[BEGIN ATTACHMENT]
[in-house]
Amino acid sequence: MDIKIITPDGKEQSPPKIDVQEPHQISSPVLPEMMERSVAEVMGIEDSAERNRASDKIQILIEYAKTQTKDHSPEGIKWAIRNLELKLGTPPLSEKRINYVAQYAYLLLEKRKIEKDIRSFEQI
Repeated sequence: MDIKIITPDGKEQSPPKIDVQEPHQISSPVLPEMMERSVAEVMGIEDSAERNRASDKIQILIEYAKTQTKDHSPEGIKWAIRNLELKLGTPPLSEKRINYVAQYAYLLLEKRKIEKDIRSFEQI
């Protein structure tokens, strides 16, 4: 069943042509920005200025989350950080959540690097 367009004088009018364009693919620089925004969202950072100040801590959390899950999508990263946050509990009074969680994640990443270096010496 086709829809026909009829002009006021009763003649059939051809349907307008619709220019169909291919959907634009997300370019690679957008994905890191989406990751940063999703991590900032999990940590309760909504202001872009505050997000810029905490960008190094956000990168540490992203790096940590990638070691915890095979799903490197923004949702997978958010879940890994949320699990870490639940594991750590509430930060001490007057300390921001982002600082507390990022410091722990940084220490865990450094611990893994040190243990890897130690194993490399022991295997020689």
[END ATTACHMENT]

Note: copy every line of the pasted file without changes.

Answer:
[in-house]
Amino acid sequence: MDIKIITPDGKEQSPPKIDVQEPHQISSPVLPEMMERSVAEVMGIEDSAERNRASDKIQILIEYAKTQTKDHSPEGIKWAIRNLELKLGTPPLSEKRINYVAQYAYLLLEKRKIEKDIRSFEQI
Repeated sequence: MDIKIITPDGKEQSPPKIDVQEPHQISSPVLPEMMERSVAEVMGIEDSAERNRASDKIQILIEYAKTQTKDHSPEGIKWAIRNLELKLGTPPLSEKRINYVAQYAYLLLEKRKIEKDIRSFEQI
């Protein structure tokens, strides 16, 4: 069943042509920005200025989350950080959540690097 367009004088009018364009693919620089925004969202950072100040801590959390899950999508990263946050509990009074969680994640990443270096010496 086709829809026909009829002009006021009763003649059939051809349907307008619709220019169909291919959907634009997300370019690679957008994905890191989406990751940063999703991590900032999990940590309760909504202001872009505050997000810029905490960008190094956000990168540490992203790096940590990638070691915890095979799903490197923004949702997978958010879940890994949320699990870490639940594991750590509430930060001490007057300390921001982002600082507390990022410091722990940084220490865990450094611990893994040190243990890897130690194993490399022991295997020689």